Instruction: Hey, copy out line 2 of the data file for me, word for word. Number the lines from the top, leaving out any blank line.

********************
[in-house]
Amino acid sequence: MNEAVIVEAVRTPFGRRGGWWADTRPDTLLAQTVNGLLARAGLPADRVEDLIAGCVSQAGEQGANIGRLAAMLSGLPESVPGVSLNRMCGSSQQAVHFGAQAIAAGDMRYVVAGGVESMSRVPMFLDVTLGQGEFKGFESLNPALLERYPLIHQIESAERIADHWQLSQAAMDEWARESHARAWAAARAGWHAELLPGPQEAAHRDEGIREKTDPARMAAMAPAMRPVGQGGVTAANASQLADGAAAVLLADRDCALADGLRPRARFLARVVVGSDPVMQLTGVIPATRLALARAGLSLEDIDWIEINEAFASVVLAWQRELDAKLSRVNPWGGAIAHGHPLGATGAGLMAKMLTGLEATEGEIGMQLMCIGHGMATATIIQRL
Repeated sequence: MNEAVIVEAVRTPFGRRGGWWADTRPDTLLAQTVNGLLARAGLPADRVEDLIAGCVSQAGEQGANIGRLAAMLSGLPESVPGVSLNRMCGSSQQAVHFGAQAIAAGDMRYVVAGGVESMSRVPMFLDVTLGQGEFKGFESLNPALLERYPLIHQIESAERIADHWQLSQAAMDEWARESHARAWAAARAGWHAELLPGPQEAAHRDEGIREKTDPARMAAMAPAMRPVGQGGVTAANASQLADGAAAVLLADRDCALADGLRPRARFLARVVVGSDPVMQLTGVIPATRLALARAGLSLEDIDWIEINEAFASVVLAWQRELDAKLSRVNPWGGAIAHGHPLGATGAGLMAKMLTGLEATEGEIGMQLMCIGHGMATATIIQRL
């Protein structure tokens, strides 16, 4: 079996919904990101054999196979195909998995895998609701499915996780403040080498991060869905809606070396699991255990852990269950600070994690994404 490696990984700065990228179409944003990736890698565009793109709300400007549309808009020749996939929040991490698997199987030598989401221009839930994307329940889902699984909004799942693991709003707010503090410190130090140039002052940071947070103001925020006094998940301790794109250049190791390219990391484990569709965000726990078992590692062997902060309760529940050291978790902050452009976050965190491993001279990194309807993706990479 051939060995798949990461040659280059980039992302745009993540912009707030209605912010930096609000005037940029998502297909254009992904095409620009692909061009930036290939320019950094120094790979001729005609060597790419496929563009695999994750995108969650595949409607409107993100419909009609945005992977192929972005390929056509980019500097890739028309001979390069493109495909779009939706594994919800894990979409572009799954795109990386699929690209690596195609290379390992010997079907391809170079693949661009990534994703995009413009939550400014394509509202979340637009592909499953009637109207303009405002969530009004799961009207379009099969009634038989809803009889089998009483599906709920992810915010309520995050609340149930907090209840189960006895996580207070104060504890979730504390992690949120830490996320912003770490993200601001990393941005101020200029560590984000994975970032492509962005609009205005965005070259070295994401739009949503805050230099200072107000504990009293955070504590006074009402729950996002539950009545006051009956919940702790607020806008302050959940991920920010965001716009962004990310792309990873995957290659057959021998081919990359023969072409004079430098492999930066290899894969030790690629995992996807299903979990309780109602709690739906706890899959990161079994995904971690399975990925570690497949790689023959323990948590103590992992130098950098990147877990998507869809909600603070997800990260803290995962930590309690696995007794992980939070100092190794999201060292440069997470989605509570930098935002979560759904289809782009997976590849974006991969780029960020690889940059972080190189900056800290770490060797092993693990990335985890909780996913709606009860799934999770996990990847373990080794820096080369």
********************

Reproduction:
Amino acid sequence: MNEAVIVEAVRTPFGRRGGWWADTRPDTLLAQTVNGLLARAGLPADRVEDLIAGCVSQAGEQGANIGRLAAMLSGLPESVPGVSLNRMCGSSQQAVHFGAQAIAAGDMRYVVAGGVESMSRVPMFLDVTLGQGEFKGFESLNPALLERYPLIHQIESAERIADHWQLSQAAMDEWARESHARAWAAARAGWHAELLPGPQEAAHRDEGIREKTDPARMAAMAPAMRPVGQGGVTAANASQLADGAAAVLLADRDCALADGLRPRARFLARVVVGSDPVMQLTGVIPATRLALARAGLSLEDIDWIEINEAFASVVLAWQRELDAKLSRVNPWGGAIAHGHPLGATGAGLMAKMLTGLEATEGEIGMQLMCIGHGMATATIIQRL